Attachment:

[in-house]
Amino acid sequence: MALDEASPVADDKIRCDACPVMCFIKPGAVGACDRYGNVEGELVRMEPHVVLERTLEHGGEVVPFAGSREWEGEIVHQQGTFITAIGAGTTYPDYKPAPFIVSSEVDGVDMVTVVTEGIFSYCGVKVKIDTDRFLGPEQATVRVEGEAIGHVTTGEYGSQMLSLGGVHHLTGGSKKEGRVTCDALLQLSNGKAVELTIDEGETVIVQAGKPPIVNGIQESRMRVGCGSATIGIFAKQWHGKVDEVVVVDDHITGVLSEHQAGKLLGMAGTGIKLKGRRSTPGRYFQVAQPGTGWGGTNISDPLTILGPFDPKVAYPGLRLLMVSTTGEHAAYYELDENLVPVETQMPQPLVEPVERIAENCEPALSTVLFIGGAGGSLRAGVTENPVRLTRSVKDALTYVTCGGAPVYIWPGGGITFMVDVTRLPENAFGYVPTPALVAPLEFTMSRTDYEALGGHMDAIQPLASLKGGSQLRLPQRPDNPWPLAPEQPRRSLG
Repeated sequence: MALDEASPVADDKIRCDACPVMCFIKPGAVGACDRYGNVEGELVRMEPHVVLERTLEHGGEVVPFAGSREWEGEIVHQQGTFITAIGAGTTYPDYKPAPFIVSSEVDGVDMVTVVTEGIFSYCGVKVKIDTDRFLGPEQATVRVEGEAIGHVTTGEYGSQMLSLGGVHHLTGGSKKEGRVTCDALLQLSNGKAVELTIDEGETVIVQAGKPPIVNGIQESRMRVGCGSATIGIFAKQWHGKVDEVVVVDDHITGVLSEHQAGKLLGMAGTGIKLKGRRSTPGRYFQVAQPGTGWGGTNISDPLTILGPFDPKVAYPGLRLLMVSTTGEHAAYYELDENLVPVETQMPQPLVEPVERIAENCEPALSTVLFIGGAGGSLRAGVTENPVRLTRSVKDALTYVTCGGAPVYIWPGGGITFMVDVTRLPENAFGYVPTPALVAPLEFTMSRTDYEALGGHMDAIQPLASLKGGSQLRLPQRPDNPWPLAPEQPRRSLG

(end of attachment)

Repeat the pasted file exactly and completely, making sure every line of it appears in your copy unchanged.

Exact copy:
[in-house]
Amino acid sequence: MALDEASPVADDKIRCDACPVMCFIKPGAVGACDRYGNVEGELVRMEPHVVLERTLEHGGEVVPFAGSREWEGEIVHQQGTFITAIGAGTTYPDYKPAPFIVSSEVDGVDMVTVVTEGIFSYCGVKVKIDTDRFLGPEQATVRVEGEAIGHVTTGEYGSQMLSLGGVHHLTGGSKKEGRVTCDALLQLSNGKAVELTIDEGETVIVQAGKPPIVNGIQESRMRVGCGSATIGIFAKQWHGKVDEVVVVDDHITGVLSEHQAGKLLGMAGTGIKLKGRRSTPGRYFQVAQPGTGWGGTNISDPLTILGPFDPKVAYPGLRLLMVSTTGEHAAYYELDENLVPVETQMPQPLVEPVERIAENCEPALSTVLFIGGAGGSLRAGVTENPVRLTRSVKDALTYVTCGGAPVYIWPGGGITFMVDVTRLPENAFGYVPTPALVAPLEFTMSRTDYEALGGHMDAIQPLASLKGGSQLRLPQRPDNPWPLAPEQPRRSLG
Repeated sequence: MALDEASPVADDKIRCDACPVMCFIKPGAVGACDRYGNVEGELVRMEPHVVLERTLEHGGEVVPFAGSREWEGEIVHQQGTFITAIGAGTTYPDYKPAPFIVSSEVDGVDMVTVVTEGIFSYCGVKVKIDTDRFLGPEQATVRVEGEAIGHVTTGEYGSQMLSLGGVHHLTGGSKKEGRVTCDALLQLSNGKAVELTIDEGETVIVQAGKPPIVNGIQESRMRVGCGSATIGIFAKQWHGKVDEVVVVDDHITGVLSEHQAGKLLGMAGTGIKLKGRRSTPGRYFQVAQPGTGWGGTNISDPLTILGPFDPKVAYPGLRLLMVSTTGEHAAYYELDENLVPVETQMPQPLVEPVERIAENCEPALSTVLFIGGAGGSLRAGVTENPVRLTRSVKDALTYVTCGGAPVYIWPGGGITFMVDVTRLPENAFGYVPTPALVAPLEFTMSRTDYEALGGHMDAIQPLASLKGGSQLRLPQRPDNPWPLAPEQPRRSLG